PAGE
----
Overview of EPA’s Quad O Standard

The Environmental Protection Agency (EPA) estimates that the upstream and midstream segments of the oil and gas industry account for nearly 40 percent of volatile organic compound (VOC) emissions in the United States. As a result, the agency has proposed strict regulations on facilities that use storage vessels.

Air pollution is a serious issue for oil and gas industry professionals, so the monitoring of emissions regulations is a priority and a constant concern.

Due to a lack of regulations regarding storage vessels, the EPA proposed new standards, commonly referred to as 40 CFR 60, Subpart OOOO (Quad O), which took effect on Oct. 15, 2012, and have a one-year compliance phase.

Facilities with a Potential to Emit (PTE) of greater than six tons of VOCs yearly must install one of three approved control devices: a standard flare, an enclosed combustor, or a vapor recovery device. The standard flare must meet both 40 CFR 60.18 and Method 22A (producing no smoke from the device). The New Source Performance Standard (NSPS) in 40 CFR Part 60, Subpart Quad O, requires all combustion control devices to reduce emissions to less than six tons yearly with a 95 percent destruction and removal efficiency (DRE).

The standard also includes testing requirements. Facilities must have devices tested and retested by a third party at regular intervals, which are commonly interpreted as 180 days upon installation and startup, and within five-year intervals thereafter, or, the manufacturer provides third-party testing.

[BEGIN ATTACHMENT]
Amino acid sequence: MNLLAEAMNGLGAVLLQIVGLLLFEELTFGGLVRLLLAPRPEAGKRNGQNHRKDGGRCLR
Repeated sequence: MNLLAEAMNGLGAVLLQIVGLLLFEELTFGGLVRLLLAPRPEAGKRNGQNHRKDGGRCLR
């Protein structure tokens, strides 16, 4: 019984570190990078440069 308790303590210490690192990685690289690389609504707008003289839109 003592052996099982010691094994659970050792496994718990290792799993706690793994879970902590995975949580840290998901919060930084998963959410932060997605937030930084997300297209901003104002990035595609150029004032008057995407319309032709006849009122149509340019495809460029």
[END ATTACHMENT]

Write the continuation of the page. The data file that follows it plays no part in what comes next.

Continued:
Quad O pertains to the following VOC emission sources: well completions, pneumatic controllers, equipment leaks from natural gas processing plants, sweetening units at natural gas processing plants, reciprocating compressors, centrifugal compressors, and storage vessels constructed, modified, or reconstructed after August 23, 2011.

Since state standards vary widely, Quad O will serve as the minimum, with state regulations also applicable. The rule requires that compliance at both levels be monitored.

Some Commonly Used Flaring Devices:

  • Pit flares are ground-level devices that are automatically ignited when gases are released. Pit flares are rated at an average 90 percent DRE, but exact measurements depend on wind conditions. Concerns regarding pit flares are the unknown ignition times and tremendous amounts of radiant heat. Users of pit flares also have expressed potential safety concerns for site personnel.
  • Pipe flares, referred to as shop built flares, consist of a pipe elevated above the ground with a small igniter. Pipe flares are non-enclosed, meaning the flame is not protected. Testing of pipe flares had indicated differing opinions of DRE percentages. A 2010 study, conducted by the Texas Commission of Environmental Quality, found DREs ranging as low as 40 percent due to various issues. Other studies have found DREs ranging from 70 to 80 percent – again, depending upon conditions. Pipe flares commonly have trouble staying lit, which can result in the venting of unburned hydrocarbons.
  • Enclosed combustors (e.g., Envent Thermal Oxidizer) are engineered to burn gases with high efficiency and low emissions. Because thermal oxidizers are enclosed, ignition is protected. This protects against gas venting due to environmental and performance factors. Enclosed combustors operate at an average of >99 percent – verified by third party EPA source testing.

The EPA eventually is expected to increase the required DRE level from today’s 95 percent to an even more stringent Best Available Control Technolgy (BACT) which is >99%.

(Brian Miller is Envent Corporation’s Director of HES. If you have any questions, please contact him at brian.miller@envent.net or (888) 997-9465)